The Goggleworks has truly been a blessing to the City of Reading. Thanks to this community arts center, the neighborhood has truly blossomed into the city’s cultural district. Reading Area Community College opened the Miller Center for the Arts in 2007 and the IMAX theater opened a year later.
What the area lacked was a signature restaurant, a place to go before or after the cinematic, musical and theatrical events taking place every night.
That changed in 2011 with the opening of Panevino.
The restaurant actually sits under the Washington Street parking garage, directly across the street from the IMAX theater. It’s nothing glamorous from the outside, but it’s beautiful on the inside with low lighting, fine china and glassware, and modern styling.
Self-described as “rustic Italian cuisine,” the menu mixes traditional favorites like rigatoni and thin crust pizza with Panevino’s unique dishes, like the straw and hay – spinach and egg fettuccini served with lamb meatballs, eggplant, tomato, raisins and pine nuts.
Every meal is served with a unique appetizer I have never had anywhere else. It is served in two parts to eat together or separate. The first is a slice of bread – more closely resembling a thick pizza crust – topped with fresh tomatoes. The second, a wedge of polenta and a thin slice of roast beef, drizzled with balsamic vinaigrette. It seemed like an odd pairing, but somehow it worked. All of the flavors blended nicely together.
I started my meal with a bowl of pasta fagioli, a staple on any Italian menu, and a great indicator of the meal to come. The fagioli is served in a small crock, a paper doily resting underneath. It was very good, sweet and spicy, meaty with a hearty serving of beans. The dish was completed with thin cut slices of farfalle pasta, one of the many pastas Panevino makes from scratch.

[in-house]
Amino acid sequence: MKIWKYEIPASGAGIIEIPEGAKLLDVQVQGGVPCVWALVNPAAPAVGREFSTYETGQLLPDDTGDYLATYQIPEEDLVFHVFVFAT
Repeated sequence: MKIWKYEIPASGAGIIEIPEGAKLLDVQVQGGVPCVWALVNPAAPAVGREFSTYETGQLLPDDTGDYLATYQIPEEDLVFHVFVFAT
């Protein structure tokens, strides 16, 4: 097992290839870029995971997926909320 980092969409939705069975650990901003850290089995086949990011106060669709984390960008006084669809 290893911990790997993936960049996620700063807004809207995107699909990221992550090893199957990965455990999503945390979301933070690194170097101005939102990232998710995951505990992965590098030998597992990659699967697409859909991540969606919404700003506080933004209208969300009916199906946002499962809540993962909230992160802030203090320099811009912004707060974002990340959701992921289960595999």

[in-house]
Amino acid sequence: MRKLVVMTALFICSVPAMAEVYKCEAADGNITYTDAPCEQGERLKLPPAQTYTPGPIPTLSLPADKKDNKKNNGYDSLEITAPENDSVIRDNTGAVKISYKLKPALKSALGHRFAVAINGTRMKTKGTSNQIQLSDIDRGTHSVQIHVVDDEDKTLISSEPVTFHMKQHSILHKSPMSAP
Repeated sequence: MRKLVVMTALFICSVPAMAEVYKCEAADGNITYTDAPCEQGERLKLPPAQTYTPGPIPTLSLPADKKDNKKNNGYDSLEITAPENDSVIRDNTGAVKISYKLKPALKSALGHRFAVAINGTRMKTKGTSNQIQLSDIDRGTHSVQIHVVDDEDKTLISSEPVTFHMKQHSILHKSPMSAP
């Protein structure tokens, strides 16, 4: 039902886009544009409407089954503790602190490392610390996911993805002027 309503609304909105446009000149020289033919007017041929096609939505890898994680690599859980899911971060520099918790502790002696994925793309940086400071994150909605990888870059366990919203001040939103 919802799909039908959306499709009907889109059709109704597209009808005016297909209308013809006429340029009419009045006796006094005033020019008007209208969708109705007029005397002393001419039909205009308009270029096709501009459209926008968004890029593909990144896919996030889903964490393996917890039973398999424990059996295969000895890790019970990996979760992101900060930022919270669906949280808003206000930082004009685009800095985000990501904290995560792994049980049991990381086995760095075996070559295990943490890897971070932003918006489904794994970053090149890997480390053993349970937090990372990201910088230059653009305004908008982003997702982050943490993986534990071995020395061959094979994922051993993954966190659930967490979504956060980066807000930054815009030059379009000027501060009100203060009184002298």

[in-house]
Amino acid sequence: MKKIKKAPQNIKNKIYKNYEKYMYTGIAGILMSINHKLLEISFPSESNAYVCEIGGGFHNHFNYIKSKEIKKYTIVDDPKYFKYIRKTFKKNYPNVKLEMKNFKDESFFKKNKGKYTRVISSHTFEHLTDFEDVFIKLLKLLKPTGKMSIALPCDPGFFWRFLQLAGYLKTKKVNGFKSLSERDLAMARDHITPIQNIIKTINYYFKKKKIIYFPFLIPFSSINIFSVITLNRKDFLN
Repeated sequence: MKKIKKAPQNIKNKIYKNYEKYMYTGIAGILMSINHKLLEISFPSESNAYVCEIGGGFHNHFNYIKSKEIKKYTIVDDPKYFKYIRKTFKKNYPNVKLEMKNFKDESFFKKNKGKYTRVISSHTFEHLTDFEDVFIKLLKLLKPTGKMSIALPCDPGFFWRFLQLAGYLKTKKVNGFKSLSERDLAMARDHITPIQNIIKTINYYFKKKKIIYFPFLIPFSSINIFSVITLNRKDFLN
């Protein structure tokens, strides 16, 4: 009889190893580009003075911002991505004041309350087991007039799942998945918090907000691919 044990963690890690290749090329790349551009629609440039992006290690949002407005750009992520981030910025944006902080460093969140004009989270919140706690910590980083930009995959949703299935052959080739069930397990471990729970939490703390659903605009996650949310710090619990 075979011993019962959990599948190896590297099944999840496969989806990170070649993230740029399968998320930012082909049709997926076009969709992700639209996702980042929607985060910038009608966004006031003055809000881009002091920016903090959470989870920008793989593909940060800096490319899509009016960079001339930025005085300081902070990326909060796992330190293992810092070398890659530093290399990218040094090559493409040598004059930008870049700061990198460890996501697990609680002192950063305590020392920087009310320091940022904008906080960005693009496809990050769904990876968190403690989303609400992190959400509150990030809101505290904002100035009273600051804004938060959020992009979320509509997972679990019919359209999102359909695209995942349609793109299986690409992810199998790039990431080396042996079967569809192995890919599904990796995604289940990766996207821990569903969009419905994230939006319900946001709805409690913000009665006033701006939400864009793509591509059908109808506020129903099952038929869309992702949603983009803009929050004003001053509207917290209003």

Salads have never been my favorite, but I had to try the Arugula, a mixture of arugula leaves, pears, gorgonzola and leafy greens drizzled with white balsamic vinaigrette, and served in a parmesan bowl. Despite my general disdain for salad, I found myself enjoying this, especially the edible bowl. The parmesan flavor was strong and concentrated, much more so than the flavor of grated parmesan. The closest thing to compare it to is the pre-packaged breadsticks some restaurants serve, but with a better, fresher, stronger (sometimes a little too strong) flavor.
There was a long wait in between courses, not unexpected because every dish is prepared fresh. Panevino is not a diner. It’s dining – a living reminder of the old adage, “good things come to those who wait.”
The main course was, by far, the best part of the meal. Thick, fresh cavatelli pasta with pork meatballs, peas and broccoli raub in a light cream sauce.
Everything worked well together. The pasta was cooked perfectly, starchy enough to absorb the sauce. It was a rich sauce that continued to thicken as I ate. The meatballs were tender and moist – with all the spices, they didn’t taste much different than traditional beef meatballs; the peas didn’t add much flavor, but the broccoli raub was delicious, with a hint of smokiness that I wasn’t expecting. Unfortunately, there was no way to finish the meal so half of it had to come home with me.
That didn’t stop me from ordering dessert, a warm piece of pecan pie with caramel drizzle and vanilla ice cream – good, but nothing special as far as pies go. The crust was a little overcooked, but the ice cream hid it well.
The wait staff worked as a team – at times this was helpful, and at times it wasn’t. At the end of the night, it took long time for us to get our bill, and two separate team members wanted to take our dessert order.
For all the food we got – two entrees, a cup of soup and dessert – the bill was surprisingly reasonable, about $25 per person. With the delicious food in a fine dining atmosphere, it was $50 well spent.